Karzai in London to push Pakistan on Taliban commander
File picture shows Afghanistan's president Hamid Karzai during a press conference in Kabul on October 7, 2013
Baradar was released from jail in Pakistan as part of efforts to kickstart Afghanistan's peace process, but he has since been kept under house arrest, reportedly in Karachi or Peshawar, to the fury of Afghanistan.
"We will look for explanations from the Pakistan government for the exact whereabouts of Mullah Baradar and how can Pakistan facilitate direct talks between Mullah Baradar and the High Peace Council," Karzai's spokesman Aimal Faizi told AFP.
Karzai arrived in London on Monday evening at the start of a five-day visit to Britain which will see him attend the 9th World Islamic Economic Forum before the trilateral talks, the Afghan presidency announced.
The trilateral summit between Karzai, Sharif and British Prime Minister David Cameron will be the fourth designed to foster stability in the volatile south Asia region.
The High Peace Council is the Afghan body charged with opening negotiations with the Taliban insurgents as US-led NATO forces prepare for withdrawal from the country by the end of next year.
Afghan officials believe that Baradar, who had been held in jail in Pakistan since 2010, could encourage Taliban leaders to seek a negotiated settlement to end the 12-year insurgency if he were fully at liberty.
About 400 Afghan soldiers or policemen die every month fighting the Islamist militants.
"Prime Minister Nawaz Sharif promised the release of Mullah Baradar, which they did, but Mullah Baradar is still under very strict supervision by Pakistan authorities," Faizi said.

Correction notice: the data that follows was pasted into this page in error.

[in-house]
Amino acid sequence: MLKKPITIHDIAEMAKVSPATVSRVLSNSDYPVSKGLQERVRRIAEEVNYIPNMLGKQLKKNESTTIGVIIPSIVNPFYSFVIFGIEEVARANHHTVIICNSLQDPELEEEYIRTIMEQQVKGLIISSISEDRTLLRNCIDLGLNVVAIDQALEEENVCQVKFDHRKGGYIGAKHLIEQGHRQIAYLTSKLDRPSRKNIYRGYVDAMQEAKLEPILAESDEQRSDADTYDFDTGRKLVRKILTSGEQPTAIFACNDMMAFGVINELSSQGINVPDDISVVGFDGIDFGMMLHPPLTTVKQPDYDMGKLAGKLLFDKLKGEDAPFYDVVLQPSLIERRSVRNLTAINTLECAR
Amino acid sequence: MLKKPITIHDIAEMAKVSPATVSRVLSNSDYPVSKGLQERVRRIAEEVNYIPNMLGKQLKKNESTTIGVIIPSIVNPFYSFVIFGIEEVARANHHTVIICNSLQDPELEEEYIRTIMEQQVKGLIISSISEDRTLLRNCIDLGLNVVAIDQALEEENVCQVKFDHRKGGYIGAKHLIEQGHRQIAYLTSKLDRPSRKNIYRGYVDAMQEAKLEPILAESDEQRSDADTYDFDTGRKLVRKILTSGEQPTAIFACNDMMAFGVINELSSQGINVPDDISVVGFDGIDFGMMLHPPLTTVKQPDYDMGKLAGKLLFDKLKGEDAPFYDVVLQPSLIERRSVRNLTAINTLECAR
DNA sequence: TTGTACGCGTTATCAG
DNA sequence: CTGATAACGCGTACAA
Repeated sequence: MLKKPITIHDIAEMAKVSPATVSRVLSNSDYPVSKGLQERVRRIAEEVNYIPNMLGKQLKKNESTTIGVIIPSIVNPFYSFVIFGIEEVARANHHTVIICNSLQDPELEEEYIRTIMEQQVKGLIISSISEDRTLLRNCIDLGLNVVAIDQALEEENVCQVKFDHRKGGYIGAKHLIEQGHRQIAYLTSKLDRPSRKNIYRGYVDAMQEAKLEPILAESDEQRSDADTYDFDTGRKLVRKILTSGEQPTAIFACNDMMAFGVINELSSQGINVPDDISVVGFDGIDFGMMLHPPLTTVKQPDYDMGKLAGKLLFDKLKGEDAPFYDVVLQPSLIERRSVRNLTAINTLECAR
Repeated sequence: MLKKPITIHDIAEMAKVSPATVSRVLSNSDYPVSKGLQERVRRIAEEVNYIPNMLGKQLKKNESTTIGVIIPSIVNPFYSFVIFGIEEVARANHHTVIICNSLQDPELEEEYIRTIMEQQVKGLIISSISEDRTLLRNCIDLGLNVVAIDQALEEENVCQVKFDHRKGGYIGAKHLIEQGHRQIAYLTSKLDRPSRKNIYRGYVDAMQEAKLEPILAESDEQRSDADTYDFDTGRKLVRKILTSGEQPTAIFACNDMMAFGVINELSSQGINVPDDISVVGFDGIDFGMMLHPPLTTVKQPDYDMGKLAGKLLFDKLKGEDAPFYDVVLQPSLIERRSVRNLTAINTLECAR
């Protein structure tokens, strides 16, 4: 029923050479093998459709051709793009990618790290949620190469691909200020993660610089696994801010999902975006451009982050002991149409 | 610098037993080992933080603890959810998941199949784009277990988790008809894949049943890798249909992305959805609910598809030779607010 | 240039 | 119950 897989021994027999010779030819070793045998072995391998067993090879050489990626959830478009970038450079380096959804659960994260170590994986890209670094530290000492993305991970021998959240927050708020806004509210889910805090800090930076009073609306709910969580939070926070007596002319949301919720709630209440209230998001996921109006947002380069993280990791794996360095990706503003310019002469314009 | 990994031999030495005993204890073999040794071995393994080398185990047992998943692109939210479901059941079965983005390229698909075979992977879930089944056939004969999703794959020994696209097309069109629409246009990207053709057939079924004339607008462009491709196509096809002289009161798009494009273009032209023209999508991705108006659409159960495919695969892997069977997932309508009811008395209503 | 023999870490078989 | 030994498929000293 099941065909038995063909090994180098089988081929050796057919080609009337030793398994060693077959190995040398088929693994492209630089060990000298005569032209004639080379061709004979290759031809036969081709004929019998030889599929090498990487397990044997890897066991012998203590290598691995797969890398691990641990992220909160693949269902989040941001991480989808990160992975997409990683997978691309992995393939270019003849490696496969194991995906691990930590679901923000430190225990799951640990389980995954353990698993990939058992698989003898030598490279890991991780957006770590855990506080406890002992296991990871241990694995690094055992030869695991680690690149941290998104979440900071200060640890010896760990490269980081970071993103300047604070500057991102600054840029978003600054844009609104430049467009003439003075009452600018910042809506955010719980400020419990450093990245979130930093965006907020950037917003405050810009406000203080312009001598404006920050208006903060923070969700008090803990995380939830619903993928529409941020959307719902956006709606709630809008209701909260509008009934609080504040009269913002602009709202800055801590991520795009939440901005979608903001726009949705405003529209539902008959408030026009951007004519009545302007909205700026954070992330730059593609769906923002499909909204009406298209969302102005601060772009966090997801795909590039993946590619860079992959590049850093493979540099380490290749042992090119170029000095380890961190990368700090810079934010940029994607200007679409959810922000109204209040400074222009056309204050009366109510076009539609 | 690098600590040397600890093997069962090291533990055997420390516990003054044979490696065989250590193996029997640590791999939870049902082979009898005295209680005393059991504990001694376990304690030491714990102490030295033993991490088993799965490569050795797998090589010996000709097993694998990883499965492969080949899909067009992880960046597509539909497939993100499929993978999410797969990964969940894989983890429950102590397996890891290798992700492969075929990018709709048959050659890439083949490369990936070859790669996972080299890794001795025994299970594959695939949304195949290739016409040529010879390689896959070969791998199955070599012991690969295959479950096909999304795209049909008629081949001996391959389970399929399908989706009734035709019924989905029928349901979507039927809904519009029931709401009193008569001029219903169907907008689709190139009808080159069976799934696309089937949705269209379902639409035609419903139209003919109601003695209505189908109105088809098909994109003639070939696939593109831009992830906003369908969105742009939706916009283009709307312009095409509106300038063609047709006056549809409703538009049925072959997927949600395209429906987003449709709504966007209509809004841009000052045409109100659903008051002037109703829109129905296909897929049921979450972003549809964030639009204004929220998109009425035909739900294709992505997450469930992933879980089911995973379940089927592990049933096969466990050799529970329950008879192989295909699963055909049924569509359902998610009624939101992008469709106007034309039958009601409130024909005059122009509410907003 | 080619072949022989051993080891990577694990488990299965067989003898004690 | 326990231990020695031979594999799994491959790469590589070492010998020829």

Apparent headway between then-Pakistani president Asif Ali Zardari and Karzai at the last summit hosted by Cameron in February quickly unravelled in a series of public rows.
"There have been ups and downs in the past but that should not stop us from working with Pakistan," Faizi said late Saturday.
"The focus of the meeting will be Pakistan support for the Afghan peace process, fighting terrorism and extremism, and Pakistan support for the security of the Afghan 2014 election."
He said Afghanistan expected Pakistan to stop militants crossing the border to launch attacks in the run-up to the April presidential elections for Karzai's successor.
"Pakistan can play a role to maintain Afghanistan security for upcoming elections because these terrorists are coming from the other side of the Durrand Line (border) to Afghanistan," Faizi said.
Karzai, who must step down next year after serving two terms, will also give a speech at the World Islamic Economic Forum in London, and at the Oxford Union, the university's debating society, during his four-day visit.
The search for a peace deal in Afghanistan is urgent as 87,000 NATO combat troops prepare to withdraw next year and the national army and police take on the fight against insurgents.
A Taliban office in Qatar that opened in June was meant to lead to talks, but instead it enraged Karzai after it was styled as an embassy for a government-in-exile.
Pakistan was a key backer of the hardline 1996-2001 Taliban regime in Kabul and is believed to shelter some of the movement's top leaders.
Islamabad officials were not immediately available to comment on the London summit.
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